Few places in the house see as much traffic as the laundry room. Between your son's muddy shorts from soccer practice, your husband's grass-stained shirt from mowing the lawn and the accumulating pile of everyone's sweaty workout clothes, there's a lot for the family to wash. Before you stock your laundry cabinets full with even more laundry detergent, however, think about the effect all that washing is having on the environment. If you want to cut down on your laundry emissions and overall waste when you're running the washing machine, check out these tips:
Go phosphate free
It might not seem imperative to opt for all-natural laundry detergent if it's only washing your clothing, but it has a pretty big impact on both you and the environment. Of particular concern are phosphates found in most commercial brands, which are not biodegradable and are toxic in the long run. As a bonus, many eco-friendly laundry detergents are concentrated, meaning you need less detergent each time you wash your clothing.
Laundry emits quite a bit of carbon dioxide (so much it's alarming, actually), but there's a way to cut down on this output: washing your clothing in cold water. This has little to no effect on the actual washing process (and you're way less likely to accidentally shrink your clothing). Plus, it reduces your energy bill as well. Now that's a win-win-win situation if we've ever heard one.
If you can, skip the dryer whenever possible by using a clothing line. This cuts down on your home's carbon footprint for obvious reasons, but it's also much better for your clothing overall – no matter how great really warm pajamas may feel initially. And despite what you may be envisioning, you don't have to set up an old fashioned drying line out in the backyard – these days, many are made for the interior of your laundry room.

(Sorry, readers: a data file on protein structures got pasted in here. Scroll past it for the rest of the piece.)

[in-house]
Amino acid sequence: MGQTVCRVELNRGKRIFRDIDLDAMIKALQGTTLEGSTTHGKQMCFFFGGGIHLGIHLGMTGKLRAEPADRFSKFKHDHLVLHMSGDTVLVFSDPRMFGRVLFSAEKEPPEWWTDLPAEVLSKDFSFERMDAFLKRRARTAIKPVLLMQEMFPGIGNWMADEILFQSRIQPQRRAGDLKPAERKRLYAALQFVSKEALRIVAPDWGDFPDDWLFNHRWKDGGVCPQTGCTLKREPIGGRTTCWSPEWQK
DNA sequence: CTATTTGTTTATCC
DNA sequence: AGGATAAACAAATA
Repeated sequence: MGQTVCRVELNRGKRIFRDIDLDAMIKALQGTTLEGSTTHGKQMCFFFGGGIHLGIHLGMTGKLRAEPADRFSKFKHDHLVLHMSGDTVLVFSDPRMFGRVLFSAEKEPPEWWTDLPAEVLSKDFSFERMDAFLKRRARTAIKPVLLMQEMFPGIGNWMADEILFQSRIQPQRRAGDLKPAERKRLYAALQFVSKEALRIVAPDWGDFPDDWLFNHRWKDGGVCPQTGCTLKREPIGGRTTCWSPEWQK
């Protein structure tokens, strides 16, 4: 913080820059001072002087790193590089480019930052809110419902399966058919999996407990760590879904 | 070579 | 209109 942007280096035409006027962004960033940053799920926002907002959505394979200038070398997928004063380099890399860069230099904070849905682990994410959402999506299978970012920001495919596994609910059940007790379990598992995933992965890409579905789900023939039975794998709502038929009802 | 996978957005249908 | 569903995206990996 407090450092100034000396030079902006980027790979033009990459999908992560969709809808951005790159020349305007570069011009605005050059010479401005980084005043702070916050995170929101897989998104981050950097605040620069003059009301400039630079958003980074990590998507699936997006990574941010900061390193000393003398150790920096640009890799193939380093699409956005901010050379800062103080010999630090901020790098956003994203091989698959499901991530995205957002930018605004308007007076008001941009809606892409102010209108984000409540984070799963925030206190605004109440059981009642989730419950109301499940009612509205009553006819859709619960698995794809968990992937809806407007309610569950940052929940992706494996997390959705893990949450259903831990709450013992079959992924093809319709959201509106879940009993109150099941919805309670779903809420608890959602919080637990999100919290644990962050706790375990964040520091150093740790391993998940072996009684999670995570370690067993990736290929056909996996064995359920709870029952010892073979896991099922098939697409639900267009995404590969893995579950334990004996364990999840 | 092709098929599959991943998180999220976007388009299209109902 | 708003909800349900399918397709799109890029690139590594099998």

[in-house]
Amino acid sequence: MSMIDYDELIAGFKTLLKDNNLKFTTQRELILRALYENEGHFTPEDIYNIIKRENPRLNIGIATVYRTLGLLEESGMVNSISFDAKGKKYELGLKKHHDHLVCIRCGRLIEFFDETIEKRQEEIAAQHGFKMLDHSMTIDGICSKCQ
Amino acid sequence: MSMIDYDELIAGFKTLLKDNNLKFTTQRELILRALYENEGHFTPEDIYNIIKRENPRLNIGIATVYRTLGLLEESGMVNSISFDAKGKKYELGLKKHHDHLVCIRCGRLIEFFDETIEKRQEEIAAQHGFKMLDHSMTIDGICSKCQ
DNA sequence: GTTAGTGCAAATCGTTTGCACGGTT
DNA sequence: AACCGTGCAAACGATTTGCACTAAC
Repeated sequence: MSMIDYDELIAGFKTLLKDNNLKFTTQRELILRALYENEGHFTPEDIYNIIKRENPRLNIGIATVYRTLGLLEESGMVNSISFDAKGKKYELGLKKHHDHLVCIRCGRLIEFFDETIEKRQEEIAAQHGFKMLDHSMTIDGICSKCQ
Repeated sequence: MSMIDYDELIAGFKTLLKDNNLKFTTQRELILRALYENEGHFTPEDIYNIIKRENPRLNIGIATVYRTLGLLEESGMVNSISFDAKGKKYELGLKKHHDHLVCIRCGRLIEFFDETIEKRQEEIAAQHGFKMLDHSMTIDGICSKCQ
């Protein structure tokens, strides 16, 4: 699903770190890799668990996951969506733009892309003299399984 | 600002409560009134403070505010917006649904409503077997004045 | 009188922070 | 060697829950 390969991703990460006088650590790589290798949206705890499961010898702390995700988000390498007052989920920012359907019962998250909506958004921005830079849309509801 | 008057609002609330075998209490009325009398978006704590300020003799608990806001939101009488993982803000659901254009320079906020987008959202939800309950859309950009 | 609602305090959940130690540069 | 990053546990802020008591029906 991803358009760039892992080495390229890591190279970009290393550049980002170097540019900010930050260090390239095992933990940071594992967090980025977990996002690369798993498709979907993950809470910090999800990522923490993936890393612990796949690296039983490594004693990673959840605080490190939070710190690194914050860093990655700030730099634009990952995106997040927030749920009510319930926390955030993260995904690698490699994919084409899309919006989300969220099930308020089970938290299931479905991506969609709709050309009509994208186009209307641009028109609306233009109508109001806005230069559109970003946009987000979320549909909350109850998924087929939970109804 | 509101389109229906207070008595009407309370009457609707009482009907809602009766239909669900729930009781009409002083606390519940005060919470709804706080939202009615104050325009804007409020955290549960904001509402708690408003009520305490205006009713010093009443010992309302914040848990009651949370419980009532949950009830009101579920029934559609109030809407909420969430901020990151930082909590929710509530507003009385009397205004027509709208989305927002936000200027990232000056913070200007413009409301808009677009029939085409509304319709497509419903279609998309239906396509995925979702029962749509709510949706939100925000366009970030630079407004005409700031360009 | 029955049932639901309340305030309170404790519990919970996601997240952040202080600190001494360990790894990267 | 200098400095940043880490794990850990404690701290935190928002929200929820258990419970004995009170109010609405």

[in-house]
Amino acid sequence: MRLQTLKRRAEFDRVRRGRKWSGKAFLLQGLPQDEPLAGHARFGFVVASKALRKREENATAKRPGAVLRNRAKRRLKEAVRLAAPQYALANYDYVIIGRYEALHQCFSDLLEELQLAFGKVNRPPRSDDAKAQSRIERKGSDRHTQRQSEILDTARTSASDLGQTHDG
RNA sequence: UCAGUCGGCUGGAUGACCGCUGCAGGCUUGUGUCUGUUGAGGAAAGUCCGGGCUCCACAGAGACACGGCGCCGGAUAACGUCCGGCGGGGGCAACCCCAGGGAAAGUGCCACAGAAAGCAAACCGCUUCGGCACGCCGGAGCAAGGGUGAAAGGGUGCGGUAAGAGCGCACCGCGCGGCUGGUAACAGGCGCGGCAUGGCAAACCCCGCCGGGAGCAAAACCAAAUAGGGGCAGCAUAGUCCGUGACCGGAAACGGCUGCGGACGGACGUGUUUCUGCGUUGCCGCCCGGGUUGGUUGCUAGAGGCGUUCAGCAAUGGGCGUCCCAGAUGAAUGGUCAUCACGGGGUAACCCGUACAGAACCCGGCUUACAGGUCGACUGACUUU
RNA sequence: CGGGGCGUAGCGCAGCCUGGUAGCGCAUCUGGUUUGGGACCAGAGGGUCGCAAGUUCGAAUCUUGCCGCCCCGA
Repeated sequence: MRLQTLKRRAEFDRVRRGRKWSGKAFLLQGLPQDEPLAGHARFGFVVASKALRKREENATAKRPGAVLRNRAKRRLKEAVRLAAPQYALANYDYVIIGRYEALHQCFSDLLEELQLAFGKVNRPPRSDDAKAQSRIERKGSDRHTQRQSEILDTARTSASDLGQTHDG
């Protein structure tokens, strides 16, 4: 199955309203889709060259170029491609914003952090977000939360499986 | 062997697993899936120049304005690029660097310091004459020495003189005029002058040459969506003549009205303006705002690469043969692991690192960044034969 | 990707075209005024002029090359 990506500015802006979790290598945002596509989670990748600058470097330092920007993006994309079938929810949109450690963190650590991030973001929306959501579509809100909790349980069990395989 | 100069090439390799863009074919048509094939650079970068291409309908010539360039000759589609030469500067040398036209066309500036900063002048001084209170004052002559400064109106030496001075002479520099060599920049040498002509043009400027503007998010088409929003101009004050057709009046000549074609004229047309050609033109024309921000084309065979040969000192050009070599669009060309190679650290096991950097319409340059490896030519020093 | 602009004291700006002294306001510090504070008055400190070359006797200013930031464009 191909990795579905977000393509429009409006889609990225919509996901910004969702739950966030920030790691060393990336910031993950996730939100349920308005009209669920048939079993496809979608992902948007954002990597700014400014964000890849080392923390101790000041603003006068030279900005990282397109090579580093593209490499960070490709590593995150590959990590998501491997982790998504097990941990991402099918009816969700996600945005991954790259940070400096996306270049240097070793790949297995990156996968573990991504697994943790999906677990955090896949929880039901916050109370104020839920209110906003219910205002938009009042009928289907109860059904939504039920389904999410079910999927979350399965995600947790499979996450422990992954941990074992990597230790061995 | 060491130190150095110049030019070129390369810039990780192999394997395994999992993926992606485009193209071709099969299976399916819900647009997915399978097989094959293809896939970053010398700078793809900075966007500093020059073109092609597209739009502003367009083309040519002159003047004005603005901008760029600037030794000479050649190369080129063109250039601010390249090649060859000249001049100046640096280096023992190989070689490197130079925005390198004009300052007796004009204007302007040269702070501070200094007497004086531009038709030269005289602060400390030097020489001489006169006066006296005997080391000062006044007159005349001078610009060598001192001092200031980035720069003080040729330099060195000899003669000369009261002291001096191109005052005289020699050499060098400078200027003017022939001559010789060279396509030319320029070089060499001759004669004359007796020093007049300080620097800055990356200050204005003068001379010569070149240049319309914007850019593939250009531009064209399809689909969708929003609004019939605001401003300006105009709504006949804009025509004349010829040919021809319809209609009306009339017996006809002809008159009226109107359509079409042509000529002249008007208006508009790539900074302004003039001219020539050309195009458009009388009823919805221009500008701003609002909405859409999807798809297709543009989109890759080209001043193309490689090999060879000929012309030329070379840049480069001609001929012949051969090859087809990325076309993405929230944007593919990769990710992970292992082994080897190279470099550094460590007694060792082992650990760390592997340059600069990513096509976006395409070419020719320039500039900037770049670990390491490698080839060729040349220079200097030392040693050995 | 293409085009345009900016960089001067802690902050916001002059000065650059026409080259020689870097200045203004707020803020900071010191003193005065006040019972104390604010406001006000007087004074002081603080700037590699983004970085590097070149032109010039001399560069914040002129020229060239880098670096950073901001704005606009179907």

When a hand towel or two is dirty, it's tempting to run them through the wash before the laundry piles up. While this may seem more efficient, it's actually a huge waste of resources. Instead, make sure your washer is full before you start a load so you're running it fewer times overall. Think of it this way: Just because you're only washing one shirt doesn't mean the machine is going to pump out any less warm water than it would for a full load.
Think before you wash
One thing we're all guilty of? Throwing things that aren't technically dirty in the hamper. If you only wore a pair of jeans one time (and didn't end up dragging the ends through the mud), you don't really need to wash them again yet. If you make sure everything honestly needs a good rinse before you throw it in the machine, you'll save a lot of energy, money and time.
Wash small items in the shower or sink
So what do you do when you really need that one shirt to be clean before you go to dinner tomorrow night? Wash it in the sink or your shower. The latter saves even more resources, as the water will already have been running.